|"Three Steps to Heaven"|
|Single by Eddie Cochran|
|from the album The Eddie Cochran Memorial Album|
|B-side||"Cut Across Shorty"|
|Released||March 1960 (USA)|
May 1960 (UK)
|Recorded||January 8, 1960, Gold Star Studios, Hollywood, California|
|Genre||Rock and roll, doo-wop, pop, country|
|Label|| Liberty 55242 (USA)|
London HLG 9115 (UK)
|Songwriter(s)|| Eddie Cochran |
|Eddie Cochran singles chronology|
"Three Steps to Heaven" is a song co-written and recorded by Eddie Cochran, released in 1960. The record became a posthumous UK number-one hit for Cochran following his death in a car accident in April 1960.In the US it did not reach the Billboard Hot 100.
"Three Steps To Heaven" was recorded in January 1960 and featured Buddy Holly's Crickets on instruments. The song was written by Eddie Cochran and his brother Bob Cochran.
David Bowie used the guitar chord riff in his 1971 song "Queen Bitch" on his album Hunky Dory . He later made reference to the song title in the lyrics of "It's No Game" on 1980's Scary Monsters (And Super Creeps) .
|Ireland Singles Chart||1|
|Netherlands Singles Chart||10|
|New Zealand Singles Chart||6|
|Norway Singles Chart||7|
|South African Singles Chart||5|
|UK Singles Chart||1|
Showaddywaddy's 1975 cover version of this song was also a hit, reaching No. 1 in Ireland and No. 2 in the UK Singles Chart.
Ray Edward Cochran was an American rock and roll musician. Cochran's songs, such as "Twenty Flight Rock", "Summertime Blues", "C'mon Everybody", and "Somethin' Else", captured teenage frustration and desire in the mid-1950s and early 1960s. He experimented with multitrack recording, distortion techniques, and overdubbing even on his earliest singles. He played the guitar, piano, bass, and drums. His image as a sharply dressed and attractive young man with a rebellious attitude epitomized the stance of the 1950s rocker, and in death he achieved iconic status.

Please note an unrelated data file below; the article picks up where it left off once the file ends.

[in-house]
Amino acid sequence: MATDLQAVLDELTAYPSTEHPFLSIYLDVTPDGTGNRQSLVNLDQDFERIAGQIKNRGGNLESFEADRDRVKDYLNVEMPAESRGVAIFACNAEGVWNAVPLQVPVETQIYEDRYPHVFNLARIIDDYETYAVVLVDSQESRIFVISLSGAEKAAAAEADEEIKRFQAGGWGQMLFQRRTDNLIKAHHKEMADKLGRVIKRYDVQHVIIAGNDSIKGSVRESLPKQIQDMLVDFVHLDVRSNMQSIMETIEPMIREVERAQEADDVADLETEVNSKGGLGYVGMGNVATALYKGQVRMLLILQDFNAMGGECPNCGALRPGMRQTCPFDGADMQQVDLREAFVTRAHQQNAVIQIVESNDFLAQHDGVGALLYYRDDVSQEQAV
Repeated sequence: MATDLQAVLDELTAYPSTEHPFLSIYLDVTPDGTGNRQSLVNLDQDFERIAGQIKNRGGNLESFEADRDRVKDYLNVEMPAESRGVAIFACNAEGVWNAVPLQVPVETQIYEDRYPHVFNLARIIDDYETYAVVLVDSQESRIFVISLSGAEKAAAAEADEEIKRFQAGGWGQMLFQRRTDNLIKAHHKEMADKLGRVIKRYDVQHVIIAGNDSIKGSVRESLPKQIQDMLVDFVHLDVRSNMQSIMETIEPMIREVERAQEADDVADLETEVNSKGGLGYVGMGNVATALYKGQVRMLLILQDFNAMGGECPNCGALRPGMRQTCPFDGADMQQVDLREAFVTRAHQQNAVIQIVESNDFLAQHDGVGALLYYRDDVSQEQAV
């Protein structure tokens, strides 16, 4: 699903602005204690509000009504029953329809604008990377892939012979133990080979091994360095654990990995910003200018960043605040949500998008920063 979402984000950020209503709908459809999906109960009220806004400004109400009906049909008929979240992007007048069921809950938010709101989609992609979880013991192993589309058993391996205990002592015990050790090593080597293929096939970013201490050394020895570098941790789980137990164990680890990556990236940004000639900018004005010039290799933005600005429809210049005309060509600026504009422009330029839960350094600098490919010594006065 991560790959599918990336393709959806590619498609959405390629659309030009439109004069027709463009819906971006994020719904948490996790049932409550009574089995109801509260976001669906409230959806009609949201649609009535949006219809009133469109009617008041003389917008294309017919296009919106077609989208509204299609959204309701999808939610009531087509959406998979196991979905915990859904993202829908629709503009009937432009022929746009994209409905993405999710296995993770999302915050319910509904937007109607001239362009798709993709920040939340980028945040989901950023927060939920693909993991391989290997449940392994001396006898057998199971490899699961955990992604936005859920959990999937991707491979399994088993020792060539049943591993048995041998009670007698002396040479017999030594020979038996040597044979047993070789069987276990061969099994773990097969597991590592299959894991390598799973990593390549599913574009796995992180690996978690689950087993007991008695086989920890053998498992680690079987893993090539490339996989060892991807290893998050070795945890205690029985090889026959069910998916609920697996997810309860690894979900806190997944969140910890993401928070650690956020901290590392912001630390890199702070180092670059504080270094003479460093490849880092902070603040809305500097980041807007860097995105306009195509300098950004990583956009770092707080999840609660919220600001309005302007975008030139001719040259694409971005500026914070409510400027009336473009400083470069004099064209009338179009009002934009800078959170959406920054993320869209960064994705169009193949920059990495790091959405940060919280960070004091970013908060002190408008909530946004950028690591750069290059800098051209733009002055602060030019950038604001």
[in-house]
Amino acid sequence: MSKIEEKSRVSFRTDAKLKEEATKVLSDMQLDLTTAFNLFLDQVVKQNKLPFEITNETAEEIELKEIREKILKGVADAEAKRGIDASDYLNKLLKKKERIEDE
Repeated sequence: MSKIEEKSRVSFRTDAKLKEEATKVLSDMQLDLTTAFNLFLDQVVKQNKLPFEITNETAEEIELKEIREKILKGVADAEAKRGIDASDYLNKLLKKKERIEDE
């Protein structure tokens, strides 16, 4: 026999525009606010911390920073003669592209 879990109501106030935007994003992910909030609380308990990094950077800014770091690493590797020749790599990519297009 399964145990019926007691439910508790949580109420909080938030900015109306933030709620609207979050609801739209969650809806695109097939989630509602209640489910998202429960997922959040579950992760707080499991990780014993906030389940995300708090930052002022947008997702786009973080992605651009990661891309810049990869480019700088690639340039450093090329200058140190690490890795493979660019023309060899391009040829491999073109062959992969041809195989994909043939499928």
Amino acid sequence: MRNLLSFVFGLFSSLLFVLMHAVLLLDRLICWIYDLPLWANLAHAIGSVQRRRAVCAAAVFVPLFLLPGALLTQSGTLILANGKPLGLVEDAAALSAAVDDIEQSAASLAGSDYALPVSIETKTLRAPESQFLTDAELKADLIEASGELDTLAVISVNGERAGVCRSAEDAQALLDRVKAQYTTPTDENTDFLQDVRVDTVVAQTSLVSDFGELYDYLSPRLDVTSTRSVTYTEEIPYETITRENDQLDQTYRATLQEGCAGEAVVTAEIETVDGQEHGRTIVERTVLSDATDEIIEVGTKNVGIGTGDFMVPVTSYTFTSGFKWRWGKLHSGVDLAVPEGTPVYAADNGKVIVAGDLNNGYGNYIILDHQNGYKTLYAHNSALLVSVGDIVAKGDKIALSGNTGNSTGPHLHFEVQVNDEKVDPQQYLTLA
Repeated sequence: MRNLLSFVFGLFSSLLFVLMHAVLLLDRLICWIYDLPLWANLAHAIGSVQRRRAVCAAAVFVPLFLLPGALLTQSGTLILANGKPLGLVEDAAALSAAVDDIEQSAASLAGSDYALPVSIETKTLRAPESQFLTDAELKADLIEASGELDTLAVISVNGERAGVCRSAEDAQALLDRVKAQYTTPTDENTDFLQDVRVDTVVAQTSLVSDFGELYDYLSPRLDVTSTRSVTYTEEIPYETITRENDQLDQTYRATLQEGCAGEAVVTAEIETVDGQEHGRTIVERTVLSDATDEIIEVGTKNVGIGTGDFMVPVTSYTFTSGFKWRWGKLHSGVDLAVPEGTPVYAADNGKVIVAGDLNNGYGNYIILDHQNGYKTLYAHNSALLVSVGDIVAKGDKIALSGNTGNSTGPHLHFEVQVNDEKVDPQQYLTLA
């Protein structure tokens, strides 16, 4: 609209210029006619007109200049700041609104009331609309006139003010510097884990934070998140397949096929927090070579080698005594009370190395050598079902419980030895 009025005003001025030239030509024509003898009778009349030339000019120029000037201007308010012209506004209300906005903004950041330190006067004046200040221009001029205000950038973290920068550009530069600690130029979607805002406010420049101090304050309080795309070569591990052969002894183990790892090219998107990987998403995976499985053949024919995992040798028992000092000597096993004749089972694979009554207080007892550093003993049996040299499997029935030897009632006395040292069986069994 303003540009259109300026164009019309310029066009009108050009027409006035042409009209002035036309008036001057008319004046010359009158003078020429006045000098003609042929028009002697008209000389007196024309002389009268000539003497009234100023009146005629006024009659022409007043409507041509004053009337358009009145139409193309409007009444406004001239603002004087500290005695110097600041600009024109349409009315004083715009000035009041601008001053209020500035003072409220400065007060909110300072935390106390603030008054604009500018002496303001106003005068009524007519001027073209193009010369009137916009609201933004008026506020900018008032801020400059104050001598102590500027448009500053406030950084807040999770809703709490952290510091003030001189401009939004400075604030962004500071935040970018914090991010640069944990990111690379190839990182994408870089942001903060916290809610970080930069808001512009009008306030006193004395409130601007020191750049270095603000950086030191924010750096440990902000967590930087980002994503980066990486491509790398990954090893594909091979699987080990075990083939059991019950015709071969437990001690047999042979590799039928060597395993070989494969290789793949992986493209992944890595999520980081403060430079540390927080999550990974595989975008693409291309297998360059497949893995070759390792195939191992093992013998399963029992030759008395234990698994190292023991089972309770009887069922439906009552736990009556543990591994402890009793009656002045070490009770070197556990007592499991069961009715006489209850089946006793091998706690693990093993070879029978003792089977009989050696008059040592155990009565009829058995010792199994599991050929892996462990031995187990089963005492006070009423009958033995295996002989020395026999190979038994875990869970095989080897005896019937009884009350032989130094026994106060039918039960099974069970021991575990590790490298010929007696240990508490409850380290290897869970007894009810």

Liberty Records was a record label founded in the United States by chairman Simon Waronker in 1955 with Al Bennett as president and Theodore Keep as chief engineer. It was reactivated in 2001 in the United Kingdom and had two previous revivals.
Showaddywaddy are a pop/rock group from Leicester, England. They specialise in revivals of hit songs from the 1950s and early 1960s, while also issuing original material. Showaddywaddy spent a total of 209 weeks on the UK Singles Chart, and had 10 Top Ten singles, with one reaching number one.
"Telstar" is a 1962 instrumental written and produced by Joe Meek for the English band the Tornados. The track reached number 1 on the U.S. Billboard Hot 100 in December 1962, and was also a number one hit in the UK Singles Chart. It was the second instrumental single to hit number 1 in 1962 on both the US and UK weekly charts.
"Somethin' Else" is a song by the rockabilly musician Eddie Cochran, co-written by his girlfriend Sharon Sheeley and his elder brother Bob Cochran, and released in 1959. It has been covered by a wide range of artists, including Johnny Hallyday, Led Zeppelin, and the Sex Pistols.
"Don't Let the Stars Get in Your Eyes" is a country song about a man away from home who is worried that his paramour may unwittingly stray from their relationship. The song was recorded in many different styles by many artists. It was written by Winston L. Moore and published in 1952. Perry Como's recording of the song became a No. 1 hit in both the US and UK.
"Cherry Pink and Apple Blossom White" or "Cerezo Rosa" or "Ciliegi Rosa" or "Gummy Mambo", is the English version of "Cerisiers Roses et Pommiers Blancs", a popular song with music by Louiguy written in 1950. French lyrics to the song by Jacques Larue and English lyrics by Mack David both exist, and recordings of both have been quite popular. However, Pérez Prado's recording of the song as an instrumental with his orchestra featuring trumpeter Billy Regis, whose trumpet sound would slide down and up before the melody would resume, was the most popular version in 1955, reaching number one for 10 weeks on the Billboard chart. It became a gold record. Pérez had first recorded this title for the movie Underwater! (1955), where Jane Russell can be seen dancing to the song. Prado recorded Cherry Pink several times, the best known version being the original hit recording from 1955 and the 1960 recording in stereo. Billboard ranked the former version as the No. 1 song of 1955. The most popular vocal version in the U.S. was by Alan Dale, reaching No. 14 on the chart in 1955.